While it’s certainly possible that your research may occur in a tropical paradise (a friend of mine worked with sharks in the Bahamas), more than likely your work will take you somewhere slightly less desirable. Many of my friends studying wetlands at some point land in the middle of waist-deep water in a mosquito-filled swamp, where temperatures can easily rise to over 100 degrees and the humidity can be suffocating. Traversing through deep woodlands, having to machete your way to your field site while carrying all of your equipment on your back is often a common occurrence. My research sites are four oil and gas platforms located approximately 100 miles off the coast of Louisiana in the Gulf of Mexico. It takes ten hours to reach the sites by boat out of Port Fourchon, which is three hours south of Louisiana State University. Being in such a remote location means that we are at the mercy of rough weather, large waves, blistering and freezing temperatures, and gale force winds. On the bright side, the sunsets are truly exquisite.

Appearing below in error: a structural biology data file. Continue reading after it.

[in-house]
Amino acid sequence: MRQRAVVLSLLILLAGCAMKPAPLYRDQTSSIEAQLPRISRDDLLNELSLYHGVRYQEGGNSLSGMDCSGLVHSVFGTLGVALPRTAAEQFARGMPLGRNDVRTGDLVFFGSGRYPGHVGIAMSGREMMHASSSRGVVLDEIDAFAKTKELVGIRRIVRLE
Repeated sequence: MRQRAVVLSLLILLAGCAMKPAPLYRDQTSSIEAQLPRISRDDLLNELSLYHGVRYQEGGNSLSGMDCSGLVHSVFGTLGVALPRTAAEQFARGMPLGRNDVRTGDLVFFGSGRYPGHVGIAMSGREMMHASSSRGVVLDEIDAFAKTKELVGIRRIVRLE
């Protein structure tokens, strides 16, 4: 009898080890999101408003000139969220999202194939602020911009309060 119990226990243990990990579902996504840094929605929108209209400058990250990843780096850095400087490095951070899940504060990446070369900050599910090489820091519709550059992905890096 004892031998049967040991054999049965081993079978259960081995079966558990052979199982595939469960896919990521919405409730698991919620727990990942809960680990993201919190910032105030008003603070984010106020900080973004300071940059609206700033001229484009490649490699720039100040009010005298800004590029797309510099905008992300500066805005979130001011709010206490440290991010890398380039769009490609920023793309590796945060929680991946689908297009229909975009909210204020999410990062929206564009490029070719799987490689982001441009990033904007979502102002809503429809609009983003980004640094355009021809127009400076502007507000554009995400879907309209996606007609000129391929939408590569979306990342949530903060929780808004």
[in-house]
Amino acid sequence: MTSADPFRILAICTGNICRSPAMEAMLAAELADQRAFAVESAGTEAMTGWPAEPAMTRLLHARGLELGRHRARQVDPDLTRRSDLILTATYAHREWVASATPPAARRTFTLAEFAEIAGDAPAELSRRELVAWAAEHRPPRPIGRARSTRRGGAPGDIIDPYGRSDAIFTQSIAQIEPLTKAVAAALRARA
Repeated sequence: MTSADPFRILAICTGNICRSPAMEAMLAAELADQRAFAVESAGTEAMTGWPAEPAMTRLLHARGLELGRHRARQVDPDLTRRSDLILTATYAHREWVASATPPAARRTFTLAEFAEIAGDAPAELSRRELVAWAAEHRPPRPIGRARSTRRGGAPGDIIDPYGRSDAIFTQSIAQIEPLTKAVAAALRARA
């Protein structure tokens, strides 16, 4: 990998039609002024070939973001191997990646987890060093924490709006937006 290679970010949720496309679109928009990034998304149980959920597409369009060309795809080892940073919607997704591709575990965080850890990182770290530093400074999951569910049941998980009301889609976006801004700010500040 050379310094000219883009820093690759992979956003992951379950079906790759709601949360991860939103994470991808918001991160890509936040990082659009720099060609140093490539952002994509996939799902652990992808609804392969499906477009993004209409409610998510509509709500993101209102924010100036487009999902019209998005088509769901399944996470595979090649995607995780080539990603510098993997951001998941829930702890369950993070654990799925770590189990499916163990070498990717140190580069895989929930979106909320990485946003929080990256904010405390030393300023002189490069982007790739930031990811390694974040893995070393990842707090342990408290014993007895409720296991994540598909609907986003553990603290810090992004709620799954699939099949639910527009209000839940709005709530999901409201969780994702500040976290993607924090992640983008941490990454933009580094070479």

Another beautiful night on the Gulf of Mexico. Photo credit: Elizabeth Keller

Another beautiful night on the Gulf of Mexico. Photo credit: Elizabeth Keller

Relaxation

The point of any cruise liner is relaxation: tanning on the deck, getting massages, going on adventures while at port in a new country. Fieldwork has relaxing moments – sitting around watching Shark Week during dinner for instance – but is primarily a rush of getting all of the data collected as efficiently as possible. Ship time can cost an obscene amount of money, from thousands to tens of thousands of dollars PER DAY plus fuel costs, making the need for efficacy apparent. As my data is collected at night, we often have students working at all hours of the day. Even when we only collect data during the day, we generally sample from 6:00am to 9:00pm, leaving little room for relaxation. Not to mention the famous Carnival Cruise boat drinks aren’t allowed when handling thousands of dollars worth of scientific equipment!

Note: It is physically possible to brew beer using only the materials you have access to on a research vessel. Just make sure your funding source doesn’t find out! You can find directions here.

Cleanliness